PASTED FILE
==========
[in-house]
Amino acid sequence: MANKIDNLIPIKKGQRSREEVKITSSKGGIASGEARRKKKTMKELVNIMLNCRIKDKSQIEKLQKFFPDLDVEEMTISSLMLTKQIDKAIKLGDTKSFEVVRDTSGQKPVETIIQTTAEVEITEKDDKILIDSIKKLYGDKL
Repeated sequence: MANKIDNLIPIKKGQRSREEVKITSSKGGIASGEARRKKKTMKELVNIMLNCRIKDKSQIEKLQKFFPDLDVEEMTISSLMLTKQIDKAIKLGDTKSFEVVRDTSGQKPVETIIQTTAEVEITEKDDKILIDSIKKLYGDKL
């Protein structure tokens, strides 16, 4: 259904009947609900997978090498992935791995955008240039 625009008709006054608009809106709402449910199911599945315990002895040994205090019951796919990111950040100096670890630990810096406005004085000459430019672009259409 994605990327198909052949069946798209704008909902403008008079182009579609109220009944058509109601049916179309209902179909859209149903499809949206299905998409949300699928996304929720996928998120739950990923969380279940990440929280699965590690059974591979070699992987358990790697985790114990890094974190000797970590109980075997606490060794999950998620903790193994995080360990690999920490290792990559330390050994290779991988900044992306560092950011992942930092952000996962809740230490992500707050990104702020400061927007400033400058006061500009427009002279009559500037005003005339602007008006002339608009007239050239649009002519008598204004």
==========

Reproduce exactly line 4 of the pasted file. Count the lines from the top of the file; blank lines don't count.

């Protein structure tokens, strides 16, 4: 259904009947609900997978090498992935791995955008240039 625009008709006054608009809106709402449910199911599945315990002895040994205090019951796919990111950040100096670890630990810096406005004085000459430019672009259409 994605990327198909052949069946798209704008909902403008008079182009579609109220009944058509109601049916179309209902179909859209149903499809949206299905998409949300699928996304929720996928998120739950990923969380279940990440929280699965590690059974591979070699992987358990790697985790114990890094974190000797970590109980075997606490060794999950998620903790193994995080360990690999920490290792990559330390050994290779991988900044992306560092950011992942930092952000996962809740230490992500707050990104702020400061927007400033400058006061500009427009002279009559500037005003005339602007008006002339608009007239050239649009002519008598204004």